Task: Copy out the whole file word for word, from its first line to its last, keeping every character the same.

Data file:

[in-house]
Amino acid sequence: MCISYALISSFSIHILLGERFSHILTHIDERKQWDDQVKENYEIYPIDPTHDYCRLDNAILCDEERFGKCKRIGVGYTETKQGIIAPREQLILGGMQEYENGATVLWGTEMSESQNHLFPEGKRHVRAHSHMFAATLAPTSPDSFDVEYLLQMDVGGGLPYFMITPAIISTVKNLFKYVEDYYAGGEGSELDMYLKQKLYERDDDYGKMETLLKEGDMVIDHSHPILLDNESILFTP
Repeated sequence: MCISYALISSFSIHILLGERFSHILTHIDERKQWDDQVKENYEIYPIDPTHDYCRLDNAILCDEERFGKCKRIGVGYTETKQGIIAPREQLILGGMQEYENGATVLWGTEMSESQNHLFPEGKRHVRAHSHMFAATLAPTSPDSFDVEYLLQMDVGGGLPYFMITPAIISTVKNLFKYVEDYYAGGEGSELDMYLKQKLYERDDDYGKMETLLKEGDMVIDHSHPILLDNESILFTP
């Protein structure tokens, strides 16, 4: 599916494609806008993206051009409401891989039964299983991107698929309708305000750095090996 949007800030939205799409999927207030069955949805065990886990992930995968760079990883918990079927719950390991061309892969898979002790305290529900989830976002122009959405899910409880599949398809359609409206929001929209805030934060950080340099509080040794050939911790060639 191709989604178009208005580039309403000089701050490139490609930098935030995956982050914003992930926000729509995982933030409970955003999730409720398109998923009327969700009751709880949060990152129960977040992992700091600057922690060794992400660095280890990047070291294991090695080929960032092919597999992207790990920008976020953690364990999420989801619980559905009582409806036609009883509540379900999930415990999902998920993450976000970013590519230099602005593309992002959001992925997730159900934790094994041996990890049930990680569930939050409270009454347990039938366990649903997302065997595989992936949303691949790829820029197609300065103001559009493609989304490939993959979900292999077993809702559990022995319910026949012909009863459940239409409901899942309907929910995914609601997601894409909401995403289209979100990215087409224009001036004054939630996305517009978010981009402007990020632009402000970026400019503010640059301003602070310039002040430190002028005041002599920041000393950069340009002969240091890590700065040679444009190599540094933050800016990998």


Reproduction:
[in-house]
Amino acid sequence: MCISYALISSFSIHILLGERFSHILTHIDERKQWDDQVKENYEIYPIDPTHDYCRLDNAILCDEERFGKCKRIGVGYTETKQGIIAPREQLILGGMQEYENGATVLWGTEMSESQNHLFPEGKRHVRAHSHMFAATLAPTSPDSFDVEYLLQMDVGGGLPYFMITPAIISTVKNLFKYVEDYYAGGEGSELDMYLKQKLYERDDDYGKMETLLKEGDMVIDHSHPILLDNESILFTP
Repeated sequence: MCISYALISSFSIHILLGERFSHILTHIDERKQWDDQVKENYEIYPIDPTHDYCRLDNAILCDEERFGKCKRIGVGYTETKQGIIAPREQLILGGMQEYENGATVLWGTEMSESQNHLFPEGKRHVRAHSHMFAATLAPTSPDSFDVEYLLQMDVGGGLPYFMITPAIISTVKNLFKYVEDYYAGGEGSELDMYLKQKLYERDDDYGKMETLLKEGDMVIDHSHPILLDNESILFTP
């Protein structure tokens, strides 16, 4: 599916494609806008993206051009409401891989039964299983991107698929309708305000750095090996 949007800030939205799409999927207030069955949805065990886990992930995968760079990883918990079927719950390991061309892969898979002790305290529900989830976002122009959405899910409880599949398809359609409206929001929209805030934060950080340099509080040794050939911790060639 191709989604178009208005580039309403000089701050490139490609930098935030995956982050914003992930926000729509995982933030409970955003999730409720398109998923009327969700009751709880949060990152129960977040992992700091600057922690060794992400660095280890990047070291294991090695080929960032092919597999992207790990920008976020953690364990999420989801619980559905009582409806036609009883509540379900999930415990999902998920993450976000970013590519230099602005593309992002959001992925997730159900934790094994041996990890049930990680569930939050409270009454347990039938366990649903997302065997595989992936949303691949790829820029197609300065103001559009493609989304490939993959979900292999077993809702559990022995319910026949012909009863459940239409409901899942309907929910995914609601997601894409909401995403289209979100990215087409224009001036004054939630996305517009978010981009402007990020632009402000970026400019503010640059301003602070310039002040430190002028005041002599920041000393950069340009002969240091890590700065040679444009190599540094933050800016990998």